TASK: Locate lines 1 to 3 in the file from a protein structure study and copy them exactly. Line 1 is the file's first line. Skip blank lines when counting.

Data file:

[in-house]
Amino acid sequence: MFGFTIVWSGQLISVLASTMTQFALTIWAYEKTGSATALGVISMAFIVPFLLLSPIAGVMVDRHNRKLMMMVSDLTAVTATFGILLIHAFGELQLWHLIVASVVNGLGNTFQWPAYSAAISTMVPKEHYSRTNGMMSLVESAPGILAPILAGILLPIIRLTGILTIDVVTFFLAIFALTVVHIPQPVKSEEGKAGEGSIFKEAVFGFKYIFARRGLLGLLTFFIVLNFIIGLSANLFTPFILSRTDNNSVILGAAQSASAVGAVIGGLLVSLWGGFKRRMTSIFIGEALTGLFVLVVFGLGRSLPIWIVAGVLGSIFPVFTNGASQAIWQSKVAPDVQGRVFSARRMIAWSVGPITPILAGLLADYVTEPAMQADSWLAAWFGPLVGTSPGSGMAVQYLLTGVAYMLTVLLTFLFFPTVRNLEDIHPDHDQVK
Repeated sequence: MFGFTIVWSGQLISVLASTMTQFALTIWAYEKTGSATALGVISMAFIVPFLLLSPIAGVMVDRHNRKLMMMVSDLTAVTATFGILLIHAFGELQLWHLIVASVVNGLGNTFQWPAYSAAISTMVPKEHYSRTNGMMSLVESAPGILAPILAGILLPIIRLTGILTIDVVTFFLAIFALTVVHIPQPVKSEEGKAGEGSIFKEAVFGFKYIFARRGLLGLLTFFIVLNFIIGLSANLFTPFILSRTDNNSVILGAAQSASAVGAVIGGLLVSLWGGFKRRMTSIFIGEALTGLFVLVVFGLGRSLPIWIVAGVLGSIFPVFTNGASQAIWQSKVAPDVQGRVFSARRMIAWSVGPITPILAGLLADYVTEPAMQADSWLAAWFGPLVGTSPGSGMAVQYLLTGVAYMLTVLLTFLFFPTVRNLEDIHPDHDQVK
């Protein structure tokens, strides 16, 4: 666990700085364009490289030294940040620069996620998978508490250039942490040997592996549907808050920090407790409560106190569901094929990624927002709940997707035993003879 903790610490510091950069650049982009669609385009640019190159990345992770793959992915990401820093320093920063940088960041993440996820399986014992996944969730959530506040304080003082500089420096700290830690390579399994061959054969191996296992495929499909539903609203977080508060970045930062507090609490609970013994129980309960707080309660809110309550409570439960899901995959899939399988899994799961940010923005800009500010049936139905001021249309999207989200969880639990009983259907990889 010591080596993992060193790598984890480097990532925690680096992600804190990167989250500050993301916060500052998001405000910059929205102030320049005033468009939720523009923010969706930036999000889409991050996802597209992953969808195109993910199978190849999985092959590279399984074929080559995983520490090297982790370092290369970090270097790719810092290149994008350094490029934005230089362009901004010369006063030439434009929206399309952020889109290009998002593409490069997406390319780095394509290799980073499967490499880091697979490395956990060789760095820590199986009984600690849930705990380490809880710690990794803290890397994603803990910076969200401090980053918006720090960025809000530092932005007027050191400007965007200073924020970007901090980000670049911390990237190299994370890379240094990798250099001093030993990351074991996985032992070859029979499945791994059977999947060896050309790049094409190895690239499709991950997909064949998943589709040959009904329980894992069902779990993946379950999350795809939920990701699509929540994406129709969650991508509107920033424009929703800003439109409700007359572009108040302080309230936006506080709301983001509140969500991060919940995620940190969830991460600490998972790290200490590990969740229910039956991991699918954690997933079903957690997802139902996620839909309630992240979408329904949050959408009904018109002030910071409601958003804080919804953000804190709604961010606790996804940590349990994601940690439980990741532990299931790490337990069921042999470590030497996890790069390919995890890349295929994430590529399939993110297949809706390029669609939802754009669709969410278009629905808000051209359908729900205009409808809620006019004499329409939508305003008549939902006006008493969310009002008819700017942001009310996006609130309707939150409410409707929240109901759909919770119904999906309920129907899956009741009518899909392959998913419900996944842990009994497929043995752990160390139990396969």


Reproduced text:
[in-house]
Amino acid sequence: MFGFTIVWSGQLISVLASTMTQFALTIWAYEKTGSATALGVISMAFIVPFLLLSPIAGVMVDRHNRKLMMMVSDLTAVTATFGILLIHAFGELQLWHLIVASVVNGLGNTFQWPAYSAAISTMVPKEHYSRTNGMMSLVESAPGILAPILAGILLPIIRLTGILTIDVVTFFLAIFALTVVHIPQPVKSEEGKAGEGSIFKEAVFGFKYIFARRGLLGLLTFFIVLNFIIGLSANLFTPFILSRTDNNSVILGAAQSASAVGAVIGGLLVSLWGGFKRRMTSIFIGEALTGLFVLVVFGLGRSLPIWIVAGVLGSIFPVFTNGASQAIWQSKVAPDVQGRVFSARRMIAWSVGPITPILAGLLADYVTEPAMQADSWLAAWFGPLVGTSPGSGMAVQYLLTGVAYMLTVLLTFLFFPTVRNLEDIHPDHDQVK
Repeated sequence: MFGFTIVWSGQLISVLASTMTQFALTIWAYEKTGSATALGVISMAFIVPFLLLSPIAGVMVDRHNRKLMMMVSDLTAVTATFGILLIHAFGELQLWHLIVASVVNGLGNTFQWPAYSAAISTMVPKEHYSRTNGMMSLVESAPGILAPILAGILLPIIRLTGILTIDVVTFFLAIFALTVVHIPQPVKSEEGKAGEGSIFKEAVFGFKYIFARRGLLGLLTFFIVLNFIIGLSANLFTPFILSRTDNNSVILGAAQSASAVGAVIGGLLVSLWGGFKRRMTSIFIGEALTGLFVLVVFGLGRSLPIWIVAGVLGSIFPVFTNGASQAIWQSKVAPDVQGRVFSARRMIAWSVGPITPILAGLLADYVTEPAMQADSWLAAWFGPLVGTSPGSGMAVQYLLTGVAYMLTVLLTFLFFPTVRNLEDIHPDHDQVK